The Republican front-runner Mitt Romney pulled out of a political tailspin Saturday by winning both Maine’s caucuses and the CPAC straw poll, four days after losing three contests to former U.S. Senator Rick Santorum.
With eighty-four percent of the precincts reporting the state Republican Chairman Charlie Webster called the election and announced that Mitt Romney had won Maine’s Caucus with thirty-nine percent of the vote (2,190), narrowly defeating Ron Paul’s thirty-six percent of the vote (1,996). Former U.S. Senator Rick Santorum received eighteen percent of the vote, while Newt Gingrich, who did not campaign in the state, received six percent of the vote.
After announcing the results in Portland Webster added that “Some caucuses decided not to participate in this poll and will caucus after this announcement,” and because of this “Their results will not be factored in. The absent votes will not be factored into this announcement after the fact.”
Webster’s decision angered members of Maine’s Republican Party and some of the presidential candidates.
Chris Gardner, chairman of the Washington County GOP and a Romney supporter, was forced to postpone the county’s caucuses due to bad weather said he knew that his county’s votes wouldn’t be included in Saturday’s results, but assumed they would be included once all of the votes were tallied. “Refusal to reconsider under those circumstances would be extremely disheartening,” he said, and then added that “I trust that the party will make the right decision here. We will proceed next Saturday. We’ll have our vote and we are going to submit it to the state party for them to reconsider.”
Mark Willis, a county coordinator for the Ron Paul campaign believes that “There’s a very good chance that you’ll find that Washington County goes for Ron Paul.”
“I wish all the caucuses met today,” Paul told a large group of supporters in Portland. He said that the margin of victory was so small that “it’s almost like we could call it a tie,” and he believes that once the Maine delegates are finally assigned that “we will control the Maine caucus when we go to Tampa” (where the Republican convention will be held in August).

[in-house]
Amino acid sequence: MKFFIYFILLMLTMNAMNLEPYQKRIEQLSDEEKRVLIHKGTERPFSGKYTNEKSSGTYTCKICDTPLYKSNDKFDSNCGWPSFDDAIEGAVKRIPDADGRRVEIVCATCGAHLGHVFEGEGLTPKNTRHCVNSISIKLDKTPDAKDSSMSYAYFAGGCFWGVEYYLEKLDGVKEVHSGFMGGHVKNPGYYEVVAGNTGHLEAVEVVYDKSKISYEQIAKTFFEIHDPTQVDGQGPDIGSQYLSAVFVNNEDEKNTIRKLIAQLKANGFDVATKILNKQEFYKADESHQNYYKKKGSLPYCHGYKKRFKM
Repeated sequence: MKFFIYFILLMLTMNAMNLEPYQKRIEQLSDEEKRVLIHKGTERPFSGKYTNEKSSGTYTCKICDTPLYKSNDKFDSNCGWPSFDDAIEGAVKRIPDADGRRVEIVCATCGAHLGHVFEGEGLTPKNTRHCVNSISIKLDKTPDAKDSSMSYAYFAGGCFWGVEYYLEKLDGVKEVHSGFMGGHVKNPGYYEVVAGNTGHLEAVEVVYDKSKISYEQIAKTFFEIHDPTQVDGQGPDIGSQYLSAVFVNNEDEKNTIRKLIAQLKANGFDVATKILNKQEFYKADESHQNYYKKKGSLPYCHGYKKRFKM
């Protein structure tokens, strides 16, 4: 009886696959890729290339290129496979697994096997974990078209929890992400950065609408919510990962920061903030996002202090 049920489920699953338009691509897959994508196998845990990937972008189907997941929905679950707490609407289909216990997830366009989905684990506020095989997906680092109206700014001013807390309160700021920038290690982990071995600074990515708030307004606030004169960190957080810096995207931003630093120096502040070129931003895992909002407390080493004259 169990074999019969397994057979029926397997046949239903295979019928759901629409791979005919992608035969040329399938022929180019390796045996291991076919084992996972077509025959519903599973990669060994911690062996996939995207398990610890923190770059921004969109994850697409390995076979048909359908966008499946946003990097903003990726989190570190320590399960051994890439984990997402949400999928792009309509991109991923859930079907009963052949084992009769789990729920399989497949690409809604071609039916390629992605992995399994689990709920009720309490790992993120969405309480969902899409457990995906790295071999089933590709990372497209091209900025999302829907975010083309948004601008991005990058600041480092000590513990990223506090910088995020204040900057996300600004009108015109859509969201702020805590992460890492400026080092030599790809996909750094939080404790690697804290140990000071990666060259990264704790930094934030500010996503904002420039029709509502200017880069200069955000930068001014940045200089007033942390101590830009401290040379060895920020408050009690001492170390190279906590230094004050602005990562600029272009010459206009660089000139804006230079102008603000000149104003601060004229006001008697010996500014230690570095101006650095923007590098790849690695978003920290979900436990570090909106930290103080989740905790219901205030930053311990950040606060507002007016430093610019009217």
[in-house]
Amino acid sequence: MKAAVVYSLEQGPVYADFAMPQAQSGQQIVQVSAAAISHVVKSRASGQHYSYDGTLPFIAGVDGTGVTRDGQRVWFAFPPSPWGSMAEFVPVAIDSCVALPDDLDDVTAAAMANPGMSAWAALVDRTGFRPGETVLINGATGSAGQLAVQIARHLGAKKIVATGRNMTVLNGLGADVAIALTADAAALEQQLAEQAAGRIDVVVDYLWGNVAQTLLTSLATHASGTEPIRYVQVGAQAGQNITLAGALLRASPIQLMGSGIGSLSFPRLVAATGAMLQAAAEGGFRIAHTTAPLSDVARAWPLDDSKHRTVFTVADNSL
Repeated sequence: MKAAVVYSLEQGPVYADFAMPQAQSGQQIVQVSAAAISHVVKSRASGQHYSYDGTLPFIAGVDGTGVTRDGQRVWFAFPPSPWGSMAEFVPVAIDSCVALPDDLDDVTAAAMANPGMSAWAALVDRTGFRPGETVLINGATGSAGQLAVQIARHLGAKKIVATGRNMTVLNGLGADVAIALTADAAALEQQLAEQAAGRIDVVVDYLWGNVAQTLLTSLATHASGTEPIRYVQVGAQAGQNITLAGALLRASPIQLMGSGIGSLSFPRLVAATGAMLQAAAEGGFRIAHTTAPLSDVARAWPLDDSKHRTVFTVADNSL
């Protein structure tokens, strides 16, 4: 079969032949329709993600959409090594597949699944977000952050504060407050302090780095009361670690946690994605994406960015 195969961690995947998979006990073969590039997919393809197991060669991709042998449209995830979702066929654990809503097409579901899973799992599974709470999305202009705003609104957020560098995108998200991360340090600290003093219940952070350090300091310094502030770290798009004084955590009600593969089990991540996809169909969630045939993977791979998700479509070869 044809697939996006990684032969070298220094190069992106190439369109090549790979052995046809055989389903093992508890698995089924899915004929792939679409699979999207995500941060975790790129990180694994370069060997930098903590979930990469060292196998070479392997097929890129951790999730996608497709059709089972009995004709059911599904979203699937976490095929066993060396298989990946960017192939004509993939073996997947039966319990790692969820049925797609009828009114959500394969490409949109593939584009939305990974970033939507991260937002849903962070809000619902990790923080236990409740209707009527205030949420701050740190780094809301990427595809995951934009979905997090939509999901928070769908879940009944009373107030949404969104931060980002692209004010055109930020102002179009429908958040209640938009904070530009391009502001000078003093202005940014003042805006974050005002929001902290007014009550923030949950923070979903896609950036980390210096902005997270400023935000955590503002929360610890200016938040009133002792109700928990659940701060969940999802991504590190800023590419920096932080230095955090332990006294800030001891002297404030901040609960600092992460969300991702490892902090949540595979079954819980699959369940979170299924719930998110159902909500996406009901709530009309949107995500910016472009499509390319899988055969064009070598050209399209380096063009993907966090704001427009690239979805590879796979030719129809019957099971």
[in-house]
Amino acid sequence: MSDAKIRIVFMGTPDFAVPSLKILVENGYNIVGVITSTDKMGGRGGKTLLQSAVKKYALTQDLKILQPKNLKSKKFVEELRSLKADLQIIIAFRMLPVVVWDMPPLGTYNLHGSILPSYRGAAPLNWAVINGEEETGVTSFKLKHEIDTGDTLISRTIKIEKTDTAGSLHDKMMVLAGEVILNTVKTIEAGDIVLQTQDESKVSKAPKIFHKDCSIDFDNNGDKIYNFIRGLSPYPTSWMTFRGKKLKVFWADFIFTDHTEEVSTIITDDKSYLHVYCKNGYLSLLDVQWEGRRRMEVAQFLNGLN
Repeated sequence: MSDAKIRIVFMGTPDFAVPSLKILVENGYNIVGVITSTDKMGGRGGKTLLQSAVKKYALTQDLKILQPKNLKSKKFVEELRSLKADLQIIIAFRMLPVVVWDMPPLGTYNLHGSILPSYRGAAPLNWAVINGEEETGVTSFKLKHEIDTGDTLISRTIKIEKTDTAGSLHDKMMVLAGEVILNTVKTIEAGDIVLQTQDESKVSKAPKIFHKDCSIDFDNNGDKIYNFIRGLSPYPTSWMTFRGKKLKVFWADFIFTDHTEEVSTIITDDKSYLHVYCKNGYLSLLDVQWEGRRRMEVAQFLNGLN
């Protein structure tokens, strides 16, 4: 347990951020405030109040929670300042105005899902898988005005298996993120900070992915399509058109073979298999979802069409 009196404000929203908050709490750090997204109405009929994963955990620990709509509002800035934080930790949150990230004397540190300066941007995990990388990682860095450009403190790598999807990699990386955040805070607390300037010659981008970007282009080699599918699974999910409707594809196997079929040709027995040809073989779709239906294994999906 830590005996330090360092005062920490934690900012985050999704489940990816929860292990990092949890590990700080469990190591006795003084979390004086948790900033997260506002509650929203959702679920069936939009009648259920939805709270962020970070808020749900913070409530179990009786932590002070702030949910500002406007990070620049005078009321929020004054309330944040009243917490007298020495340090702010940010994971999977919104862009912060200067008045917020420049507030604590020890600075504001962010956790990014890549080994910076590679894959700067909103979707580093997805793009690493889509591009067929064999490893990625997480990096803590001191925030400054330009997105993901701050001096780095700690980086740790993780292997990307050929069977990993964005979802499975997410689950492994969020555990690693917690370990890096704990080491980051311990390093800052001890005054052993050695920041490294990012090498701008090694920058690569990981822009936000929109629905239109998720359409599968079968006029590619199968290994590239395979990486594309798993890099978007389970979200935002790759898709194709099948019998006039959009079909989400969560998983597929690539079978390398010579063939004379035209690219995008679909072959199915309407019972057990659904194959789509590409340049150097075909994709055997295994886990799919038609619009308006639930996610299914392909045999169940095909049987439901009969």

This win follows another Romney victory, CPAC’s (Conservative Political Action Committee) straw poll vote, earlier in the day. Romney has been trying to wrap up the nomination, but has struggled to win over the conservative base.
Sarah Palin, a self-professed conservative and Tea Party proponent, has called for an extended political battle in the selection process for the Republican nominee. She took the stage immediately following the announcement of CPAC’s straw poll results and received the loudest applause of the entire conference, beating out all of the speakers, including all of the presidential candidates. “I believe that the competition has got to keep going,” Palin said to a jubilant audience.
“We’re hearing now, we’ve all heard from these experts — ‘We’ve got to name our nominee right now, wrap it up, no debate for you,'” Palin told the crowd, “As if competition weakens our nominee.”
“And in America, we believe that competition strengthens us,” but then added that once a nominee is chosen that all Republicans should “for the sake of our party we must stand united.”
The next primaries will be on February 28th in Arizona and Michigan. Following those contests will be Super Tuesday (on March 6th) in which ten states will be holding either primaries or caucuses.
— Something to think about —
Charlie Webster’s body language appeared to undermine the conviction of his words and have led some to speculate that tampering might have occurred. This harkens back to the 2008 Missouri Republican Primary, in which large swaths of Paul supporters were disenfranchised in order to secure Senator McCain’s nomination.
Could this be why some of the Republican faithful are calling for an extended nominating process?